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Evidence Of Illegal Voting In The Election Doesn't Seem To Exist, But Trump Will Still Investigate

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Another day, another White House press briefing that yields more questions than actual answers. After a number of reporters pressed press secretary Sean Spicer Tuesday about why Trump hasn't called for an investigation into his previous claim that millions of people cast illegal votes in the election, Trump announced Wednesday morning that there would be a "major investigation," looking into the so-called "voter fraud" problem he's claimed has plagued the election, according to The Washington Post. The only problem? Evidence of illegal voting in the election doesn't actually seem to exist, and Trump's claims have already been debunked by numerous outlets.

Trump's allegations of voter fraud began even before the Nov. 8 election, when he suggested that, if he lost, illegal votes would be the reason why. Then, after he won the majority of Electoral College votes in a surprising victory, he continued to perpetuate the claim that millions of votes were cast by those ineligible to vote, like undocumented immigrants, people who registered to vote in more than one state, and registered voters who are actually deceased — even claiming that those votes explained why he lost the popular vote by the widest margin in history, according to The New York Times. Now that Trump has been pushed to actually stand behind his allegations, he is coming out swinging, and promised on Twitter Wednesday that he would "strengthen up voting procedures," based on the results of the investigation (Romper's request for comment was not immediately returned).

When initially asked about Trump's voter fraud claims Tuesday in his second press briefing, Spicer essentially told reporters that, well, voter fraud is something Trump believes to be true. According to CNN, Spicer said,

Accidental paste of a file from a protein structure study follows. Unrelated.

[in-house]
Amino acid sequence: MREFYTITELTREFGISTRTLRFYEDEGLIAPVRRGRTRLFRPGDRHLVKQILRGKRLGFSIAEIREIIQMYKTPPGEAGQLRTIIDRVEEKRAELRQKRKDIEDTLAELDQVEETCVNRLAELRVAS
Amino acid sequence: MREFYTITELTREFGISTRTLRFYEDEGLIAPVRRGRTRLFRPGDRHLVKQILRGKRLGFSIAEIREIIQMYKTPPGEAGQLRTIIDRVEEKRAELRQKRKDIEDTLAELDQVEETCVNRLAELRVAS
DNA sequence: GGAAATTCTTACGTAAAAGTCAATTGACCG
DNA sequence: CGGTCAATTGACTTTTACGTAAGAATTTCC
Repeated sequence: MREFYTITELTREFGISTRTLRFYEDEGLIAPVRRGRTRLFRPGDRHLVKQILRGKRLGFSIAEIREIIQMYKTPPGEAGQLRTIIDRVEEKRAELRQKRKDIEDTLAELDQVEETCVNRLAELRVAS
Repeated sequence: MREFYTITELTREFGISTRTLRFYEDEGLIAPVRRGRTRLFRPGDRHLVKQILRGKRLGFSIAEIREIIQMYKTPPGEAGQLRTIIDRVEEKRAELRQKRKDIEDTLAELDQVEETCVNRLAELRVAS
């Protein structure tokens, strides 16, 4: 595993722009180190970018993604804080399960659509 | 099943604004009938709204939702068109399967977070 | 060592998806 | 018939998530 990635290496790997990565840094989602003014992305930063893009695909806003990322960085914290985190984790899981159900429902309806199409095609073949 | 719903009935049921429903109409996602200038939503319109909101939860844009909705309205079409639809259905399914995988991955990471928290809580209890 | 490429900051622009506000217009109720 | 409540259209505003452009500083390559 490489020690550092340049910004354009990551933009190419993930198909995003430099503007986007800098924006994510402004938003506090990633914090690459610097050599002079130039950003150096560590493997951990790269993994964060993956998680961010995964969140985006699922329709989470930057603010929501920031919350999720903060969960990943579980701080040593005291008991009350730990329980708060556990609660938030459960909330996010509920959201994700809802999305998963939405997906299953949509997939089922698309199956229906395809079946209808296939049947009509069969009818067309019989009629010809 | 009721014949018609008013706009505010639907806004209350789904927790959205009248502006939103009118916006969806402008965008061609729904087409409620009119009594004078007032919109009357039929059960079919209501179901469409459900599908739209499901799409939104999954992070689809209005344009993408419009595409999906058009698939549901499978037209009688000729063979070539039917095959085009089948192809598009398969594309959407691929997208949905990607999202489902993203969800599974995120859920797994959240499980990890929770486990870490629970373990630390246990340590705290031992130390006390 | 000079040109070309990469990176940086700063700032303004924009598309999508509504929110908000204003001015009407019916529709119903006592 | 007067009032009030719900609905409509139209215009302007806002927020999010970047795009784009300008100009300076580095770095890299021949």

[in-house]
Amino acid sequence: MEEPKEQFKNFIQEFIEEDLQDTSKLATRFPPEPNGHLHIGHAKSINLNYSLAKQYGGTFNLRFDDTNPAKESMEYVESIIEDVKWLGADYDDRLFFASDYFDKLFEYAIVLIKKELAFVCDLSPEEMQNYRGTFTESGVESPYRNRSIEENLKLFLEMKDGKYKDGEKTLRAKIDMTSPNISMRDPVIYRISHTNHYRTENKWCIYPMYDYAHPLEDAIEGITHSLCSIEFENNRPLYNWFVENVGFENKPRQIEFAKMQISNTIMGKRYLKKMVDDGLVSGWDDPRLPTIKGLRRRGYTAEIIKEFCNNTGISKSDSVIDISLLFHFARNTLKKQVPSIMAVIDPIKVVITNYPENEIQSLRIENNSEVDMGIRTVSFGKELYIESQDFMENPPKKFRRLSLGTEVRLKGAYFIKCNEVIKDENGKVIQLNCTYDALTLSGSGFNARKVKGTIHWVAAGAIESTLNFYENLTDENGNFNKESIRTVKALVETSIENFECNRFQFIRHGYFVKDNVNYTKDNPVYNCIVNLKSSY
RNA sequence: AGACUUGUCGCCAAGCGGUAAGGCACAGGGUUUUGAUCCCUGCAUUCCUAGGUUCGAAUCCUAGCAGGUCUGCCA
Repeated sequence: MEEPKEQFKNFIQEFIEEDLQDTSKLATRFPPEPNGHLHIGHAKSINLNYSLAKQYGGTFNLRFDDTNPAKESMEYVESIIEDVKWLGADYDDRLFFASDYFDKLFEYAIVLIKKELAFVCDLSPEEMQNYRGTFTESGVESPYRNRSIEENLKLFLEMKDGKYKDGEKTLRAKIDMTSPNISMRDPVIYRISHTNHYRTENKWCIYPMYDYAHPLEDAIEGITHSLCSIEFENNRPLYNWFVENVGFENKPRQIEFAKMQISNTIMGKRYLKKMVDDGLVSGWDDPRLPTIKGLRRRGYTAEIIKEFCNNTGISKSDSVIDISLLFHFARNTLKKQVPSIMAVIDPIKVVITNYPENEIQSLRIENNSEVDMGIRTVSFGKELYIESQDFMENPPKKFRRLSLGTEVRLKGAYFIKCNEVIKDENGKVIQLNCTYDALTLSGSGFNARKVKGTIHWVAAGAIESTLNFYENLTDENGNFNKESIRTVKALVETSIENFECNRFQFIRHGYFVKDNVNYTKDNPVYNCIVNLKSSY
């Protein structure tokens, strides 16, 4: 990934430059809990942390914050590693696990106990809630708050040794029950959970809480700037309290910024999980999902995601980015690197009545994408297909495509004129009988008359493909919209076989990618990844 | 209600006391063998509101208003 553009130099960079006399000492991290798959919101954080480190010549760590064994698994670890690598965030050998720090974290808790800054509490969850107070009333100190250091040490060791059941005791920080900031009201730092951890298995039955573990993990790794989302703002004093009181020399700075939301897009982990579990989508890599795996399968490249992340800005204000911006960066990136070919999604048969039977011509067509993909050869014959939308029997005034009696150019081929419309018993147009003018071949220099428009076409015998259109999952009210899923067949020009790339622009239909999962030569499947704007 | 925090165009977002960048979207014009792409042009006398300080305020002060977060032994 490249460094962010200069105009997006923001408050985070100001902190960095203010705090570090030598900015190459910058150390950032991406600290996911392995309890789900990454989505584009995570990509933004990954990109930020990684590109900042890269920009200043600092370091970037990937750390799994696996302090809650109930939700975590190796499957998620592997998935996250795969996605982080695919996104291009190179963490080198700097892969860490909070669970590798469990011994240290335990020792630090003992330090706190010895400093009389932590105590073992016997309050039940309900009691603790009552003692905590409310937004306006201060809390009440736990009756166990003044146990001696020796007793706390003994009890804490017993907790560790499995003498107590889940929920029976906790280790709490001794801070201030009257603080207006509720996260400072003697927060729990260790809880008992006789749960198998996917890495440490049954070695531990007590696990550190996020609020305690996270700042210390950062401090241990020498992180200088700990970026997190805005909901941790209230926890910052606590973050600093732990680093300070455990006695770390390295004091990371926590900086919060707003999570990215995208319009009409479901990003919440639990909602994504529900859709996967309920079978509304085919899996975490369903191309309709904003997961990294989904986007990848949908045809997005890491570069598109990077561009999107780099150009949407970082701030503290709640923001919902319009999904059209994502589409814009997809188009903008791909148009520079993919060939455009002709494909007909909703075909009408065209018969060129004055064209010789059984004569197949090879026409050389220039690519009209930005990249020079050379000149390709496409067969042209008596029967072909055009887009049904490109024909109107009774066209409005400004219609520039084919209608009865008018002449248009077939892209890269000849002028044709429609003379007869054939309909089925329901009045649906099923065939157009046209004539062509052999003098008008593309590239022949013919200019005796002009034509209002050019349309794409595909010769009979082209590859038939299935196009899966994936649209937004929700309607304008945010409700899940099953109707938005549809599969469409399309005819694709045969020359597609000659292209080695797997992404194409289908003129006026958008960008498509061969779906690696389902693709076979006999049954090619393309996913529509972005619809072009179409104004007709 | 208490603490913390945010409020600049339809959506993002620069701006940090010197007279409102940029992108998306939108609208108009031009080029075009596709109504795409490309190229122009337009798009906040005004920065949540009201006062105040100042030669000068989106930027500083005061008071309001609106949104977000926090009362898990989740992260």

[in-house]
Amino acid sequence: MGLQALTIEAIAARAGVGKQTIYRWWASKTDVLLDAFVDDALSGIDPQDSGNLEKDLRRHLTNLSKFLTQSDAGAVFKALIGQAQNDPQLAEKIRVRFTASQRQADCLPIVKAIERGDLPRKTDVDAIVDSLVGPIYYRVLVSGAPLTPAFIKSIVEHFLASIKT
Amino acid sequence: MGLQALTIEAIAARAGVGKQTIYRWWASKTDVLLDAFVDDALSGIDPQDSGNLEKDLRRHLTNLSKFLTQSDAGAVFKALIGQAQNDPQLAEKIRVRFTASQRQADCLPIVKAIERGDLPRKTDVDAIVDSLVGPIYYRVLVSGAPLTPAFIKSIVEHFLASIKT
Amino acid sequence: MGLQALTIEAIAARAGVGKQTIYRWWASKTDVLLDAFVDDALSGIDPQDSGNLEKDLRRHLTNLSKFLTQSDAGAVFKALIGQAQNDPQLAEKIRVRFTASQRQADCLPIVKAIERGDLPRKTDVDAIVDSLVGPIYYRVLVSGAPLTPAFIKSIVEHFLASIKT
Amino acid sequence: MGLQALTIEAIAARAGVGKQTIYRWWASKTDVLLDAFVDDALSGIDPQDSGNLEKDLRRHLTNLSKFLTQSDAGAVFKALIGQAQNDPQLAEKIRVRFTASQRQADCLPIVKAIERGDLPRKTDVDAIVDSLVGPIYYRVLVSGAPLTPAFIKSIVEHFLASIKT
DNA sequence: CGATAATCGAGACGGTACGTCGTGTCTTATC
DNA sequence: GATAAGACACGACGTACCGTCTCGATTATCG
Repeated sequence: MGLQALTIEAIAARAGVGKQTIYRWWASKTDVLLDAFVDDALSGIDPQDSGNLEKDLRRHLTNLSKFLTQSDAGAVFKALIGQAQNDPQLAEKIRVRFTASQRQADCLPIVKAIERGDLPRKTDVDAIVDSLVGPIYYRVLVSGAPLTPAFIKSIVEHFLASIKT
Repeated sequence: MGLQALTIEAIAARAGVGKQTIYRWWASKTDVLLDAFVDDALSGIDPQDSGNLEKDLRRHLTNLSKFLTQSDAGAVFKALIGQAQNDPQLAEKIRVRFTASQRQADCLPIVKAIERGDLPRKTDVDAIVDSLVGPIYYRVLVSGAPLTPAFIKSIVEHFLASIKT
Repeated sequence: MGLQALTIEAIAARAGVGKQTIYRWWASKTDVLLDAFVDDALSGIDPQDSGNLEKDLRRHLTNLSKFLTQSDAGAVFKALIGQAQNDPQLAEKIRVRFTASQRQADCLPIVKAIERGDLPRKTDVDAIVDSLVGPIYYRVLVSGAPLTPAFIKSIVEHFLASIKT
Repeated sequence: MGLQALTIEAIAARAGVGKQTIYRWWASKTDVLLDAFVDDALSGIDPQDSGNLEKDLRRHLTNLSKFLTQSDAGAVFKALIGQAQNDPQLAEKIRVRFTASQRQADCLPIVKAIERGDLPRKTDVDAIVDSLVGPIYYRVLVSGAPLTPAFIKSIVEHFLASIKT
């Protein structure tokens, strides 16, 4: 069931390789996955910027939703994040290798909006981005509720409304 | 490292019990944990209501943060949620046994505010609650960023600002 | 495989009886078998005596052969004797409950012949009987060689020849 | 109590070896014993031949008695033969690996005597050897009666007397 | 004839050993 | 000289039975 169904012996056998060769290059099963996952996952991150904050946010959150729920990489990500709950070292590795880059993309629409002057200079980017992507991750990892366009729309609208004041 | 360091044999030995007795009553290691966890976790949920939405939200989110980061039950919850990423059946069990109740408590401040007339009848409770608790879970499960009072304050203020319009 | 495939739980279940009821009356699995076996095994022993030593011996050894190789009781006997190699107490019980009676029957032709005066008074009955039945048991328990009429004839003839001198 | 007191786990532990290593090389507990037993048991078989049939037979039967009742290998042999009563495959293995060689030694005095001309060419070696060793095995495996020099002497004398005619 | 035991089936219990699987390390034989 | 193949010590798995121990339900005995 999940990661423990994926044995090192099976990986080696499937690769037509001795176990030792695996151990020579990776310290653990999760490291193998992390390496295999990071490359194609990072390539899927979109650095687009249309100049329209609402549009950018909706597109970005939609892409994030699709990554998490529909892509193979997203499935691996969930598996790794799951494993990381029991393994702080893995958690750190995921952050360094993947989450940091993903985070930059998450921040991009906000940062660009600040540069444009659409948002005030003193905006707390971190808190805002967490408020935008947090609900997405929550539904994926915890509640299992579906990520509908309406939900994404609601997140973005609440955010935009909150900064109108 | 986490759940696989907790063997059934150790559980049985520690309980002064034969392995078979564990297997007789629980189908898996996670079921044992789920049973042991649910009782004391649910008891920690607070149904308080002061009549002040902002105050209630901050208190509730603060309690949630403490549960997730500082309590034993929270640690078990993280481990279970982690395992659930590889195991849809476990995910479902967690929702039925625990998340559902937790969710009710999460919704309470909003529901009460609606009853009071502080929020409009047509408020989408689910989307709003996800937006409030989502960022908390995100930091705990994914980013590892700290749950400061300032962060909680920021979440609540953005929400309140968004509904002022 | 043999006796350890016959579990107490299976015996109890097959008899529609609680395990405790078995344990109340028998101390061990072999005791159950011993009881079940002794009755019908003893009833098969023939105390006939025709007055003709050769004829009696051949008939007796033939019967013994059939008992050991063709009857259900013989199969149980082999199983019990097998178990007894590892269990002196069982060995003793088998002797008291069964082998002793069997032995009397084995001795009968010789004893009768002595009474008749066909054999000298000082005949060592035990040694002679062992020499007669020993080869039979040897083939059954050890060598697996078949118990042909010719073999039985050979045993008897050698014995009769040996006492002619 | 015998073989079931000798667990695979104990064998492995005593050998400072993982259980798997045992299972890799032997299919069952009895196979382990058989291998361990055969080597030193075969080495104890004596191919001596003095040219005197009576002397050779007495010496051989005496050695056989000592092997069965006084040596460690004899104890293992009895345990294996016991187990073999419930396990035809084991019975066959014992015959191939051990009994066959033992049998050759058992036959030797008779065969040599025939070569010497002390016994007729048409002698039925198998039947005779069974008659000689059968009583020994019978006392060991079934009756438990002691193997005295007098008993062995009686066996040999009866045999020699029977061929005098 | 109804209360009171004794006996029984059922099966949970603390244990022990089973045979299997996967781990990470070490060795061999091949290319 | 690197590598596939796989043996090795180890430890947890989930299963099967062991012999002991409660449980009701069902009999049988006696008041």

The President does believe that. He's stated that before, I think he has stated his concerns of voter fraud and people voting illegally during the campaign and continues to maintain that belief based on studies and evidence people have presented to him.

After he was asked similar follow-up questions by other reporters, Spicer conceded that the White House would "maybe" investigate, before ultimately shutting down further discussion, but now, that investigation definitely seems to be happening. And it's happening even though no one from the Trump camp has yet been able to provide any proof that voter fraud actually occurred in the first place — while many experts have already said that it didn't.

According to NBC News, a Pew research study from 2012 did find that millions of voter registration records were invalid due to people moving or dying, but the report's author, Center for Election Innovation & Research executive director David Becker, explained months ago that that isn't the same as what Trump is suggesting, since there's no actual evidence that votes were cast in their names. And as Becker wrote in a tweet Tuesday, "voting integrity [was] better in this election than ever before. Zero evidence of fraud."

Ohio Secretary of State Jon Husted, who is a Republican, also called out Trump's claim on Twitter Wednesday, according to CNN, and explained that his office also found voting integrity to be solid, based on their own review of voting results. Husted added that they "already have a statewide review of 2016 election underway," and that the voting system is "hard to cheat."